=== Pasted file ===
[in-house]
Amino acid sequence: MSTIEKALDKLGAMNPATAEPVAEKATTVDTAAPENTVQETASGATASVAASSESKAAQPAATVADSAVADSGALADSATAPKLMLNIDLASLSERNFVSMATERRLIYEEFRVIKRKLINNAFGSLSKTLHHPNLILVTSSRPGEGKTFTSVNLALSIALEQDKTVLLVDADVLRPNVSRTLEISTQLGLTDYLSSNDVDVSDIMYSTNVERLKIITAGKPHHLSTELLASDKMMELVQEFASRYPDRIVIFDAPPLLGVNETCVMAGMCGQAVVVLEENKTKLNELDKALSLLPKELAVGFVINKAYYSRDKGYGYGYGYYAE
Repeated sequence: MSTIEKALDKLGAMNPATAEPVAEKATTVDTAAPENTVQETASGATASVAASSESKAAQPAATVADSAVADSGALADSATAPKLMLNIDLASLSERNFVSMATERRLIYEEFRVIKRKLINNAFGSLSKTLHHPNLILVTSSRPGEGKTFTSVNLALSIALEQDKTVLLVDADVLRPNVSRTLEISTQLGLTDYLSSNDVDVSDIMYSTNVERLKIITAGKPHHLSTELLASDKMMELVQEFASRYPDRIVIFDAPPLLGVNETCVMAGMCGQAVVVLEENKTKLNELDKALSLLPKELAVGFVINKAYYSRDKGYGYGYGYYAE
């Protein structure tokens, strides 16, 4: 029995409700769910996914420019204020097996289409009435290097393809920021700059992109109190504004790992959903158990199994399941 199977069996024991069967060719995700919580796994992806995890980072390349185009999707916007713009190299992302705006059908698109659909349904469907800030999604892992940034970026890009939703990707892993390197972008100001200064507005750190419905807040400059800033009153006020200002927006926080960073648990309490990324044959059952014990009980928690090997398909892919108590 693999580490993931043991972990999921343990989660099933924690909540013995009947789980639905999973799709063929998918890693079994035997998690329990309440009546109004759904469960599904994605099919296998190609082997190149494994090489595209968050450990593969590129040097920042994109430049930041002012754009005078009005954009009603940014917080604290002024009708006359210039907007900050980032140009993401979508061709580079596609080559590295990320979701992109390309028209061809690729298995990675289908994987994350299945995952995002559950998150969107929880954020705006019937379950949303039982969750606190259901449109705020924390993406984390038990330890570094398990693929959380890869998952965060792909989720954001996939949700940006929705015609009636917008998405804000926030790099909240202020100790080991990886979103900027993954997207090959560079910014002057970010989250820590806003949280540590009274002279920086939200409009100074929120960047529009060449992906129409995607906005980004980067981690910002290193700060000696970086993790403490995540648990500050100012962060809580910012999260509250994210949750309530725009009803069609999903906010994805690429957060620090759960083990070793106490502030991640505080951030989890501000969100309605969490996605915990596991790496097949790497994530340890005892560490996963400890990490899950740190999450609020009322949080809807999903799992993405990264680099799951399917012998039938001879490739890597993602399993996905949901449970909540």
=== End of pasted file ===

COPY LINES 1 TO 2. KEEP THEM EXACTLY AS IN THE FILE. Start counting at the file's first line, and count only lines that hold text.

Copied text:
[in-house]
Amino acid sequence: MSTIEKALDKLGAMNPATAEPVAEKATTVDTAAPENTVQETASGATASVAASSESKAAQPAATVADSAVADSGALADSATAPKLMLNIDLASLSERNFVSMATERRLIYEEFRVIKRKLINNAFGSLSKTLHHPNLILVTSSRPGEGKTFTSVNLALSIALEQDKTVLLVDADVLRPNVSRTLEISTQLGLTDYLSSNDVDVSDIMYSTNVERLKIITAGKPHHLSTELLASDKMMELVQEFASRYPDRIVIFDAPPLLGVNETCVMAGMCGQAVVVLEENKTKLNELDKALSLLPKELAVGFVINKAYYSRDKGYGYGYGYYAE